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Stricter seat-belt rule advances in Nevada; use of red-light cameras defeated

| Wednesday, May 02, 2007

A couple of bills in the Nevada statehouse intended to make the state’s roadways a little safer are headed in opposite directions.

The Senate voted 11-10 April 23 to approve a bill offered by Sen. Dennis Nolan, R-Las Vegas, that would allow for primary enforcement of the state’s seat-belt law. Currently, law enforcement in the state can issue seat-belt citations to drivers only after stopping a vehicle for another traffic violation, such as speeding.

Failure to buckle up would continue to be a $25 fine.

The bill – SB42 – has been forwarded to the Assembly Transportation Committee for further consideration.

Opponents cite personal choice and the potential for racial profiling among the concerns about the stricter enforcement effort. Supporters say saving lives and the lure of federal money should be reason enough to approve the stricter rule.

If approved, Nevada would be in line for a one-time $5.4 million payment from the federal government. The 2005 federal highway bill gives any state that adopts tougher seat-belt rules one-time grant money equal to 500 percent of the highway funding they received in 2003.

Senate lawmakers voted 15-6 to kill another bill offered by Nolan that would have allowed red-light cameras to be posted throughout the state. The cameras snap pictures of red-light runners’ vehicles and license plates. Tickets are mailed to the vehicles’ owners, regardless who was driving at the time.

Existing state law prohibits use of camera radar by law enforcement officers or agencies. The bill – SB61 – would have authorized a pilot program to allow cities and counties to use photo enforcement at certain traffic signals.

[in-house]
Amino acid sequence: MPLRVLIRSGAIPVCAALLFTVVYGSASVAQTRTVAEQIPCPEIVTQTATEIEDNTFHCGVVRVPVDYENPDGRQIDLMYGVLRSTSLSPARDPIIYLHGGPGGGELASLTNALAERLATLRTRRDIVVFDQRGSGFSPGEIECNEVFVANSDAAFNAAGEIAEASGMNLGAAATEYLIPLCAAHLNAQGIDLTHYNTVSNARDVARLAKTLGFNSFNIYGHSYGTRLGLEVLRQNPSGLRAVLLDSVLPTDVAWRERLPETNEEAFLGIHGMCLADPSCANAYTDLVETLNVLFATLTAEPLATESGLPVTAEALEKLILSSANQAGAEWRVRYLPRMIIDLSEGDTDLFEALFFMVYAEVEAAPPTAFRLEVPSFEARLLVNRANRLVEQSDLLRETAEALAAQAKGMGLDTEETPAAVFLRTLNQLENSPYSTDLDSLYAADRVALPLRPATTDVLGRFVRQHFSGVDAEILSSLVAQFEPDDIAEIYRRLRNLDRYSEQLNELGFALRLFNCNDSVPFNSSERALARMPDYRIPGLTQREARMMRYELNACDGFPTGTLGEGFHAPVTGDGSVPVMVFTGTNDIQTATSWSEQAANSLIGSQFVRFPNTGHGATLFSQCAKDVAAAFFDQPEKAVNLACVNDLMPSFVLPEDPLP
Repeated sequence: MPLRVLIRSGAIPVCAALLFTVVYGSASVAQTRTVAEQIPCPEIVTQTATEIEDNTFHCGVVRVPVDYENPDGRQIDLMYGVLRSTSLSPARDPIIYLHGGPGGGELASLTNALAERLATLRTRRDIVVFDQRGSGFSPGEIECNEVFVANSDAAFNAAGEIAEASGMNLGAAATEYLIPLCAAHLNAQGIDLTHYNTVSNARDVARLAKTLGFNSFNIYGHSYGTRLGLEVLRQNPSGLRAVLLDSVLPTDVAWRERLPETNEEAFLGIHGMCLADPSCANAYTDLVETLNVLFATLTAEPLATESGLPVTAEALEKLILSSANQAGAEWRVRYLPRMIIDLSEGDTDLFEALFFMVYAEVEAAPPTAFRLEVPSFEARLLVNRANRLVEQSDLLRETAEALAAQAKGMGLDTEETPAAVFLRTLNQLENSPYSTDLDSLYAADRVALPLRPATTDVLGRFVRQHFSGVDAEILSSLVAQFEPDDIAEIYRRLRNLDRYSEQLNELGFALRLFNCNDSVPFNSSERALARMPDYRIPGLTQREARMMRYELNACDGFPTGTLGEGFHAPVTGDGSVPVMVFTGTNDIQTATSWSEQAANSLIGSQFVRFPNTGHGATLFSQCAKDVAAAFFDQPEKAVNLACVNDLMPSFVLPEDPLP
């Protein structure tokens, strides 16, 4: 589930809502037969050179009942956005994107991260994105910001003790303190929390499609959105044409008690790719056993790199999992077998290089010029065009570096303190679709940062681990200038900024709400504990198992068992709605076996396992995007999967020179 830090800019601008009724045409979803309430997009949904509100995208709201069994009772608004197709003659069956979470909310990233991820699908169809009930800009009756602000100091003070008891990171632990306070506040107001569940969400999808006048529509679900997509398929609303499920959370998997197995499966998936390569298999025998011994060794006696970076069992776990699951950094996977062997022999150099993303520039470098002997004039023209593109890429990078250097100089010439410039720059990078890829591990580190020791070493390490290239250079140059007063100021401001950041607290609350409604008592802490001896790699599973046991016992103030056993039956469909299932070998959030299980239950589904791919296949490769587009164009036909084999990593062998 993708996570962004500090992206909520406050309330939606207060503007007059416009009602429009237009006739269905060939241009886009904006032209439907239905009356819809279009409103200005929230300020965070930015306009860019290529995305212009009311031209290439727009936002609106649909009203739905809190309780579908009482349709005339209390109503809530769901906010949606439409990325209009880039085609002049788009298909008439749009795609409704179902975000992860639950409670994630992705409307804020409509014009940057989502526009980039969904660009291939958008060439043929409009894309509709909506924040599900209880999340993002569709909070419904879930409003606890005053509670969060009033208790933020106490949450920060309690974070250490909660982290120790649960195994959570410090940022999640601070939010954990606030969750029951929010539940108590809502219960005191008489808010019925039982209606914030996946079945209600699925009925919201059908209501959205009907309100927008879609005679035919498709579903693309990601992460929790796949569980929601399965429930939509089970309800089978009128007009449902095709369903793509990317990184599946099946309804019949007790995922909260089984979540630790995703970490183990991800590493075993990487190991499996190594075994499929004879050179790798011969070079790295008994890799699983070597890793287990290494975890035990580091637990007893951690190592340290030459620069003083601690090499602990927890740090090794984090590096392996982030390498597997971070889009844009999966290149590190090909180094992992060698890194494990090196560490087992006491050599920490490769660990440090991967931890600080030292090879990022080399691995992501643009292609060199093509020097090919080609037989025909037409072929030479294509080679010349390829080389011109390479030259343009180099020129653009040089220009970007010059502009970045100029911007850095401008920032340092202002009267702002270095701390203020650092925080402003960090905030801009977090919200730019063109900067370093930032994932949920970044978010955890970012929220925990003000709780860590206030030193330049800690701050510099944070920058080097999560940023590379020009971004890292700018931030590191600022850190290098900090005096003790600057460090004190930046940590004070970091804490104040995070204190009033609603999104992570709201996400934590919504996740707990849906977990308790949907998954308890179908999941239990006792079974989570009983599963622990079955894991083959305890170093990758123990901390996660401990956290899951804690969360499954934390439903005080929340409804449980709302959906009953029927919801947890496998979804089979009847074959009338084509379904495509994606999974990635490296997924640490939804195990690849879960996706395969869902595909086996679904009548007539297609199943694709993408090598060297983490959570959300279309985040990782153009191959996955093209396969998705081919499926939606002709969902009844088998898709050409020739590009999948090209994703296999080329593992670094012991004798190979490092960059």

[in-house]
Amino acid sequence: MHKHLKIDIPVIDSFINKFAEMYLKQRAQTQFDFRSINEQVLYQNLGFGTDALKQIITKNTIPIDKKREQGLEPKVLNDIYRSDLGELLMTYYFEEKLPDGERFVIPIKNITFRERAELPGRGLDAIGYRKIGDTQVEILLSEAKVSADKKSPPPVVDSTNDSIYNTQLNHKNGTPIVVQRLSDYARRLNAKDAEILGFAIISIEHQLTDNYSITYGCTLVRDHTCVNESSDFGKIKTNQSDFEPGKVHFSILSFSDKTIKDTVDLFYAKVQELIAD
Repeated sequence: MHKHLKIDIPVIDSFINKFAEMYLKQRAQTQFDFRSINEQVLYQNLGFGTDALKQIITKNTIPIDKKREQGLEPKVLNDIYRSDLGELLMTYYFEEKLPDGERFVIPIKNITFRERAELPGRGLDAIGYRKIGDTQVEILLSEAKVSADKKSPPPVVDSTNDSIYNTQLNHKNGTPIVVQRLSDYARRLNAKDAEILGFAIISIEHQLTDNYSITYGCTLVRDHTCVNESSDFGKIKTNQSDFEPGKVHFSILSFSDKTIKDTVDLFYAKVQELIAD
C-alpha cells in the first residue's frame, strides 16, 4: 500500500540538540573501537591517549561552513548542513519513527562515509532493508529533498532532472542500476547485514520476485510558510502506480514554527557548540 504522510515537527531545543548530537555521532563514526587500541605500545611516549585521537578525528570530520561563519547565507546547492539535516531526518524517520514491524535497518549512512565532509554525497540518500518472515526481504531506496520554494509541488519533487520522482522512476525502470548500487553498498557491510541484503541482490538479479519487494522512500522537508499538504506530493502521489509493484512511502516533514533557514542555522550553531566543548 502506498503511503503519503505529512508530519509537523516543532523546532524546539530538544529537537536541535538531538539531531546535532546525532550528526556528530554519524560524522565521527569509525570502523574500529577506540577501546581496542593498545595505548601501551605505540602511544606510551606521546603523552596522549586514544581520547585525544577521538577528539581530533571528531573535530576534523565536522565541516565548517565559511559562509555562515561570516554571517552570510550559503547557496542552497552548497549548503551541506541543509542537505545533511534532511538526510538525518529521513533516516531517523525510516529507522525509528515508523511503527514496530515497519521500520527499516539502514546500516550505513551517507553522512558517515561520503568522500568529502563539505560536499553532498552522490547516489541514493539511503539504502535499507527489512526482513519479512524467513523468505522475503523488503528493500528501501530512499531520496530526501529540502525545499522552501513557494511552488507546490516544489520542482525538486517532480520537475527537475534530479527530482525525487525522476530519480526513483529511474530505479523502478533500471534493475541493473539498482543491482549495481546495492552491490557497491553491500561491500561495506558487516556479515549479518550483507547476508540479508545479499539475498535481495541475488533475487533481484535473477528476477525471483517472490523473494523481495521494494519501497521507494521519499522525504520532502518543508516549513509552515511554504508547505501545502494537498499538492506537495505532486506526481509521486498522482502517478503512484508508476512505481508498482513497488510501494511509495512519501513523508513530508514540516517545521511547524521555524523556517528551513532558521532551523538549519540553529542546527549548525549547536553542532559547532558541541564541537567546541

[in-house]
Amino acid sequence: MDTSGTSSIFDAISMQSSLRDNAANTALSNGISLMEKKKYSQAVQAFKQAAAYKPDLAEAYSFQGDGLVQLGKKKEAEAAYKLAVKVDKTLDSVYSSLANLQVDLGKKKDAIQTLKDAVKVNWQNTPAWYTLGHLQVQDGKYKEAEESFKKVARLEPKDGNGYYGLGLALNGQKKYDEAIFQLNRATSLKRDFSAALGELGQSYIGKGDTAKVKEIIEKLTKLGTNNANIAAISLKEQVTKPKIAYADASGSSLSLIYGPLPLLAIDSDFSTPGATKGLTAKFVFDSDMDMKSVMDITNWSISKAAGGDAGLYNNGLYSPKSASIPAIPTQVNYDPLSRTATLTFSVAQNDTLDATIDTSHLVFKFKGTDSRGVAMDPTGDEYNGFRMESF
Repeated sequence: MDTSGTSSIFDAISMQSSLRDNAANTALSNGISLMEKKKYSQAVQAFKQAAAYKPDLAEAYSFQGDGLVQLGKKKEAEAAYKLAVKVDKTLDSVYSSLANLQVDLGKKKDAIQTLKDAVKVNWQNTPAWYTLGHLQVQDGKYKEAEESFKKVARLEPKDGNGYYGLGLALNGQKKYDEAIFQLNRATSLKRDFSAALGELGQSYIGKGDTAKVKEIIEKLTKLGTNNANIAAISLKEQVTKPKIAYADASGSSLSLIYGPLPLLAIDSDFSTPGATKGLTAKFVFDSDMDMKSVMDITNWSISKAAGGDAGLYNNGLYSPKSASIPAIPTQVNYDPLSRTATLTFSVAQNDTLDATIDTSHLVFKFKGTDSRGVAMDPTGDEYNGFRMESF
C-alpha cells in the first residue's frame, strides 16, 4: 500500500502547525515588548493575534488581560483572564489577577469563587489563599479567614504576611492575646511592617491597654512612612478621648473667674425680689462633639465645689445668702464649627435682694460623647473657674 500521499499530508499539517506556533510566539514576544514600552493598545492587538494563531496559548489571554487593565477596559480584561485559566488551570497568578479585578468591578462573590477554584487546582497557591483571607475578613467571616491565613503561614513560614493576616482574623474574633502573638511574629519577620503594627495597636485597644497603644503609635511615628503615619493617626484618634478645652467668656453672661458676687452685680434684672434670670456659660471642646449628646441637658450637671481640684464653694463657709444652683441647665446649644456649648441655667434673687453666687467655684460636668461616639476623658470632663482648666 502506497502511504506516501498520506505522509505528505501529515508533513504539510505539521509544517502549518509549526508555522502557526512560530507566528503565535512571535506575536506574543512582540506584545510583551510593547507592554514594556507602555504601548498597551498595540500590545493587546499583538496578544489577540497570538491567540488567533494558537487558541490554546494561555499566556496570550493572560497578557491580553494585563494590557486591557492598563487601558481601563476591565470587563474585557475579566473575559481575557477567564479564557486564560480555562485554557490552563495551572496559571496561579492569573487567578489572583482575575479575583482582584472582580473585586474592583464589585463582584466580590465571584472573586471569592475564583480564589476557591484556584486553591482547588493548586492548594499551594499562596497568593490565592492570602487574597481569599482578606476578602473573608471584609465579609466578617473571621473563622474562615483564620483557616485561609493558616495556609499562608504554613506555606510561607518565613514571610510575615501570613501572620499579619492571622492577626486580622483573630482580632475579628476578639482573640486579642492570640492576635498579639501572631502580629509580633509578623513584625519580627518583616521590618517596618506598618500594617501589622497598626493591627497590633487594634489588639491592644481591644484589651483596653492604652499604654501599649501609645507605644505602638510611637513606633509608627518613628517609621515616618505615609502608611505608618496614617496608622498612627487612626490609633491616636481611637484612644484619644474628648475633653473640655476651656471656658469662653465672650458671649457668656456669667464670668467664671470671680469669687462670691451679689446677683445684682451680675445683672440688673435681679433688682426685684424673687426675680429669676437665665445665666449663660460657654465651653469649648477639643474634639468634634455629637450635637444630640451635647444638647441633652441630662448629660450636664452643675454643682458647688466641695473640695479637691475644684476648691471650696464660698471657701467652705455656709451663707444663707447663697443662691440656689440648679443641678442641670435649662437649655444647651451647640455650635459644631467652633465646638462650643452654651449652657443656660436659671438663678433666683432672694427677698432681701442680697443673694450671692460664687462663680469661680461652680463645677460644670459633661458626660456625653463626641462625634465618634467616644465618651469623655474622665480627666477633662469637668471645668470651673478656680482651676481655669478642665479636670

Supporters said the equipment encourages compliance with the law and saves lives by reducing collisions. Opponents question the claim that cameras are solely intended to keep people safe. Others question the effectiveness of such intersection cameras, arguing they have the potential to distract drivers and cause more fender-bender accidents.

In fact, a study paid for by the U.S. Department of Transportation showed rear-end crashes actually increased in cities with red-light cameras, as motorists stopped abruptly at yellow lights to avoid tickets.

The bill was amended in committee to require photos to capture images of drivers’ faces instead of solely vehicle license plates. Contractors processing tickets would have been prohibited from being paid based on the number of citations issued, The Associated Press reported.

The use of cameras for red-light runners would have been on a pilot basis for four years, with a review after two years by the 2009 Legislature.

Other provisions in the bill would have authorized fine amounts equal to the locality’s lowest parking ticket, plus the cost of operating the camera. Offenses wouldn’t have counted against driving records or insurance rates.

– By Keith Goble, state legislative editor
keith_goble@landlinemag.com

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